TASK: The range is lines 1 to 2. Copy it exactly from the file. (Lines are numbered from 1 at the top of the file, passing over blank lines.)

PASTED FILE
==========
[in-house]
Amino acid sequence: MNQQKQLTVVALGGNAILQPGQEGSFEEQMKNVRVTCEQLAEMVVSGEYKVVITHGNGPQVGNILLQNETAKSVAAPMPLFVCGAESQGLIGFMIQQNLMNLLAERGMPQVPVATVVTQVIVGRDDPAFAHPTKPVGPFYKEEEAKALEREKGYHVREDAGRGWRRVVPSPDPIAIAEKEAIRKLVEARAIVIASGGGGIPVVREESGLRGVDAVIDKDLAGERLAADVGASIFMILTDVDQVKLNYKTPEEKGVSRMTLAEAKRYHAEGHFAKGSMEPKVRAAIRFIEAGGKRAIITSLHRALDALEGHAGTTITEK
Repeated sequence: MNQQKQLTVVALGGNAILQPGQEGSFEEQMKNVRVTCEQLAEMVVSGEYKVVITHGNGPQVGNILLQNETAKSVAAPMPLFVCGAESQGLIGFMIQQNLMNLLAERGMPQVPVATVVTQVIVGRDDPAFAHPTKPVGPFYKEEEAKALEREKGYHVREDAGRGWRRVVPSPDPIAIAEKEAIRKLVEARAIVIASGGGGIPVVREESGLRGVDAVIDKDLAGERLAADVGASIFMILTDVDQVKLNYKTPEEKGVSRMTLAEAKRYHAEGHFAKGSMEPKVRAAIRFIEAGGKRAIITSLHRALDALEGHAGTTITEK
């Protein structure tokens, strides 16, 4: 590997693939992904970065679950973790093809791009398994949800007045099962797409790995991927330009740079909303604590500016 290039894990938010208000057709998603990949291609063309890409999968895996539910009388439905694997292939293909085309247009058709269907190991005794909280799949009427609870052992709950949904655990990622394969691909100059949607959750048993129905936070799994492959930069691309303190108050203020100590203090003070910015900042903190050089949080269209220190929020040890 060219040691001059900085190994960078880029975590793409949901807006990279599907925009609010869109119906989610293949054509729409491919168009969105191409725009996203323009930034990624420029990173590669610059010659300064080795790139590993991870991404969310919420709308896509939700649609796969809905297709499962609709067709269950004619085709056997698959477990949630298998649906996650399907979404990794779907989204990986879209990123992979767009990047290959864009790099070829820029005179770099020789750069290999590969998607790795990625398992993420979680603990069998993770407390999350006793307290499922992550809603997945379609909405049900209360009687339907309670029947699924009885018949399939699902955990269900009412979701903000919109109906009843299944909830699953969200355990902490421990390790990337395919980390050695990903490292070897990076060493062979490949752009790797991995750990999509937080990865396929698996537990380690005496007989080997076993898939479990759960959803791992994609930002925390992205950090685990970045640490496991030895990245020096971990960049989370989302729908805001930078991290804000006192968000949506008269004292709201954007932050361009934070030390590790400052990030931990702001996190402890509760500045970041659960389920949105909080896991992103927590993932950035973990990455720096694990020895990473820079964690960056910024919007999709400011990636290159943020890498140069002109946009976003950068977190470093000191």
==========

[in-house]
Amino acid sequence: MNQQKQLTVVALGGNAILQPGQEGSFEEQMKNVRVTCEQLAEMVVSGEYKVVITHGNGPQVGNILLQNETAKSVAAPMPLFVCGAESQGLIGFMIQQNLMNLLAERGMPQVPVATVVTQVIVGRDDPAFAHPTKPVGPFYKEEEAKALEREKGYHVREDAGRGWRRVVPSPDPIAIAEKEAIRKLVEARAIVIASGGGGIPVVREESGLRGVDAVIDKDLAGERLAADVGASIFMILTDVDQVKLNYKTPEEKGVSRMTLAEAKRYHAEGHFAKGSMEPKVRAAIRFIEAGGKRAIITSLHRALDALEGHAGTTITEK